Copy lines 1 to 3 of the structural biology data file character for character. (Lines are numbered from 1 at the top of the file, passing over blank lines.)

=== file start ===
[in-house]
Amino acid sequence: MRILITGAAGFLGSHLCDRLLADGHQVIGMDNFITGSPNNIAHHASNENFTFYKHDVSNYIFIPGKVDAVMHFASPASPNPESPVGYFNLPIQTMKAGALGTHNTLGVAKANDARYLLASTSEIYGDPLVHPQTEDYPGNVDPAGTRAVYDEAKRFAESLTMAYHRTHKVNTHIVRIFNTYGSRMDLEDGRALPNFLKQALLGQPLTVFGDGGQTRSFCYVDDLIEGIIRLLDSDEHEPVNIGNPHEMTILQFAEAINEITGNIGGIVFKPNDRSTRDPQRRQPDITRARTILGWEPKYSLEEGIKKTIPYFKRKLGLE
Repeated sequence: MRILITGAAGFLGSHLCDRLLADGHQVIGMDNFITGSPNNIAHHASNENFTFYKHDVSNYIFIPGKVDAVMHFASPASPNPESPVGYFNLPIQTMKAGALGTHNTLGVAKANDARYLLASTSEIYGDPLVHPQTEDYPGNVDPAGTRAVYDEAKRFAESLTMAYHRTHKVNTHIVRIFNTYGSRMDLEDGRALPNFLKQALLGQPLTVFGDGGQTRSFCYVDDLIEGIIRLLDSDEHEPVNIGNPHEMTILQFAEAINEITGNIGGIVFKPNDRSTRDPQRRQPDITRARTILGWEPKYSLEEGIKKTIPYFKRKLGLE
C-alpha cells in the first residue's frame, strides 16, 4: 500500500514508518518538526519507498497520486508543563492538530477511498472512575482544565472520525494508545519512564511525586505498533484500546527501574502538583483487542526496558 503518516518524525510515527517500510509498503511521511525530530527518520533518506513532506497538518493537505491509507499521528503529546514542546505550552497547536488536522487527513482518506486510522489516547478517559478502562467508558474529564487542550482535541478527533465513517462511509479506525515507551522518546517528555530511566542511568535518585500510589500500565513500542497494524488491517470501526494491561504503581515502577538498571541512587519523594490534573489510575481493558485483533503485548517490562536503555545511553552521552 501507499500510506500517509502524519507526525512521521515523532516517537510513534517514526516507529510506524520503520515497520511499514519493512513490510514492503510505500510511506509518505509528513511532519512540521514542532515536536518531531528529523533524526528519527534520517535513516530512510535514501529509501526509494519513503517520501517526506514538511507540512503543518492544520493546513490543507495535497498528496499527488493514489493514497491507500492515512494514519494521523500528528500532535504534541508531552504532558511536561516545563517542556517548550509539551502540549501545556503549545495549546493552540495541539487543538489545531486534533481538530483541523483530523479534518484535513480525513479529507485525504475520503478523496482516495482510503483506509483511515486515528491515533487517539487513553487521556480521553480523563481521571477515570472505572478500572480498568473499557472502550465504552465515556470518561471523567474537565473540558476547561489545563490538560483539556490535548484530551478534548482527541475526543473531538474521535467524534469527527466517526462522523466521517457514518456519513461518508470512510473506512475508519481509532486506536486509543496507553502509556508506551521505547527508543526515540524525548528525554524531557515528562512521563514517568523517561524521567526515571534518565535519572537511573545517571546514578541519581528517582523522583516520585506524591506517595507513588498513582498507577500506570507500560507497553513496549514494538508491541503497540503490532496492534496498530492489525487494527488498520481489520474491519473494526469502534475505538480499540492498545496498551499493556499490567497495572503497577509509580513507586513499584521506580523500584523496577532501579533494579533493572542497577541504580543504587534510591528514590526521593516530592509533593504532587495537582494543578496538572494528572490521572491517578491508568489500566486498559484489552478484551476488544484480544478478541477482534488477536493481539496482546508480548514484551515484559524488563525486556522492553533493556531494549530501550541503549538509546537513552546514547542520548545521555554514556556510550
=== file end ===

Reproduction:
[in-house]
Amino acid sequence: MRILITGAAGFLGSHLCDRLLADGHQVIGMDNFITGSPNNIAHHASNENFTFYKHDVSNYIFIPGKVDAVMHFASPASPNPESPVGYFNLPIQTMKAGALGTHNTLGVAKANDARYLLASTSEIYGDPLVHPQTEDYPGNVDPAGTRAVYDEAKRFAESLTMAYHRTHKVNTHIVRIFNTYGSRMDLEDGRALPNFLKQALLGQPLTVFGDGGQTRSFCYVDDLIEGIIRLLDSDEHEPVNIGNPHEMTILQFAEAINEITGNIGGIVFKPNDRSTRDPQRRQPDITRARTILGWEPKYSLEEGIKKTIPYFKRKLGLE
Repeated sequence: MRILITGAAGFLGSHLCDRLLADGHQVIGMDNFITGSPNNIAHHASNENFTFYKHDVSNYIFIPGKVDAVMHFASPASPNPESPVGYFNLPIQTMKAGALGTHNTLGVAKANDARYLLASTSEIYGDPLVHPQTEDYPGNVDPAGTRAVYDEAKRFAESLTMAYHRTHKVNTHIVRIFNTYGSRMDLEDGRALPNFLKQALLGQPLTVFGDGGQTRSFCYVDDLIEGIIRLLDSDEHEPVNIGNPHEMTILQFAEAINEITGNIGGIVFKPNDRSTRDPQRRQPDITRARTILGWEPKYSLEEGIKKTIPYFKRKLGLE